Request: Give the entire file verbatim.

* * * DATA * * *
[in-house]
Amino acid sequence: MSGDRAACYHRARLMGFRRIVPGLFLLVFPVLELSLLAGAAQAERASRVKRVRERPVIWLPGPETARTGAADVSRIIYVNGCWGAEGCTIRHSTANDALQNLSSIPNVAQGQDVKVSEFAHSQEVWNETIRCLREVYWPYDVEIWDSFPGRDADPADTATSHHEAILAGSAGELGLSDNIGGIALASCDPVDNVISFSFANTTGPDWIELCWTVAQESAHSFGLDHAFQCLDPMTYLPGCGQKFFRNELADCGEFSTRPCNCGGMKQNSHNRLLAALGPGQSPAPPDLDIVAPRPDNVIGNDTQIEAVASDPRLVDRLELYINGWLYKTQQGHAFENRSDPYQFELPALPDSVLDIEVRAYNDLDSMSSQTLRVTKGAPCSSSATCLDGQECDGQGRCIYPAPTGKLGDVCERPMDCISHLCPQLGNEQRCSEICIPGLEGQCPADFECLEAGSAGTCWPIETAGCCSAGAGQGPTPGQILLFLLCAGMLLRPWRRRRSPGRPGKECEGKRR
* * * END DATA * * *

[in-house]
Amino acid sequence: MSGDRAACYHRARLMGFRRIVPGLFLLVFPVLELSLLAGAAQAERASRVKRVRERPVIWLPGPETARTGAADVSRIIYVNGCWGAEGCTIRHSTANDALQNLSSIPNVAQGQDVKVSEFAHSQEVWNETIRCLREVYWPYDVEIWDSFPGRDADPADTATSHHEAILAGSAGELGLSDNIGGIALASCDPVDNVISFSFANTTGPDWIELCWTVAQESAHSFGLDHAFQCLDPMTYLPGCGQKFFRNELADCGEFSTRPCNCGGMKQNSHNRLLAALGPGQSPAPPDLDIVAPRPDNVIGNDTQIEAVASDPRLVDRLELYINGWLYKTQQGHAFENRSDPYQFELPALPDSVLDIEVRAYNDLDSMSSQTLRVTKGAPCSSSATCLDGQECDGQGRCIYPAPTGKLGDVCERPMDCISHLCPQLGNEQRCSEICIPGLEGQCPADFECLEAGSAGTCWPIETAGCCSAGAGQGPTPGQILLFLLCAGMLLRPWRRRRSPGRPGKECEGKRR